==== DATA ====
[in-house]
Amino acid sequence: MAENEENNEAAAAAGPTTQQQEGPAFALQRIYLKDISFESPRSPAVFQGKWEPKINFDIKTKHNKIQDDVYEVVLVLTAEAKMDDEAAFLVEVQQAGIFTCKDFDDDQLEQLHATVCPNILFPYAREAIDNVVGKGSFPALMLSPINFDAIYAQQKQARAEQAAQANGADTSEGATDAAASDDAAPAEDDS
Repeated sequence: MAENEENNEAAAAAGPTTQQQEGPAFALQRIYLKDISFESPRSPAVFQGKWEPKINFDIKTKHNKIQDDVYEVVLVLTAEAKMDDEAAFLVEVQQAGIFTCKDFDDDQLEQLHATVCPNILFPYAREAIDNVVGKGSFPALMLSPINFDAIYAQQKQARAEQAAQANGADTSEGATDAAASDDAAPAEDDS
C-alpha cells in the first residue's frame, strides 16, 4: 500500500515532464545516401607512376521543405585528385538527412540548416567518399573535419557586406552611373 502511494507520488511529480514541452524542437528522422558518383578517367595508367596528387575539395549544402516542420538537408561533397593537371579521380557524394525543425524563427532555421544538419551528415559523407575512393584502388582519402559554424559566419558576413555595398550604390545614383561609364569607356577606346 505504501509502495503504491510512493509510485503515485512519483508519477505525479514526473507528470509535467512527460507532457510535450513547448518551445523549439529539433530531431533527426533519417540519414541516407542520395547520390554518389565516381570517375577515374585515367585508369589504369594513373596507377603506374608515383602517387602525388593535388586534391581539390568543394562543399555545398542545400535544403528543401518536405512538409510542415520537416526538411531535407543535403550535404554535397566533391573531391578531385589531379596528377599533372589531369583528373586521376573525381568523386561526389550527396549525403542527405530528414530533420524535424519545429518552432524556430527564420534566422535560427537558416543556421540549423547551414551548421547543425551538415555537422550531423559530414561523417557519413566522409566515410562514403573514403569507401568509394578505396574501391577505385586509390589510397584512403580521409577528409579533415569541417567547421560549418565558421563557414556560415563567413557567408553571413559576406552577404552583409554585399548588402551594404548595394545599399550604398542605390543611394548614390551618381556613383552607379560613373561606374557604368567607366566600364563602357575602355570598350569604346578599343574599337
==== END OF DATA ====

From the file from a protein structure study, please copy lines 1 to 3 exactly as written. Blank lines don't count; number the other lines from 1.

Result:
[in-house]
Amino acid sequence: MAENEENNEAAAAAGPTTQQQEGPAFALQRIYLKDISFESPRSPAVFQGKWEPKINFDIKTKHNKIQDDVYEVVLVLTAEAKMDDEAAFLVEVQQAGIFTCKDFDDDQLEQLHATVCPNILFPYAREAIDNVVGKGSFPALMLSPINFDAIYAQQKQARAEQAAQANGADTSEGATDAAASDDAAPAEDDS
Repeated sequence: MAENEENNEAAAAAGPTTQQQEGPAFALQRIYLKDISFESPRSPAVFQGKWEPKINFDIKTKHNKIQDDVYEVVLVLTAEAKMDDEAAFLVEVQQAGIFTCKDFDDDQLEQLHATVCPNILFPYAREAIDNVVGKGSFPALMLSPINFDAIYAQQKQARAEQAAQANGADTSEGATDAAASDDAAPAEDDS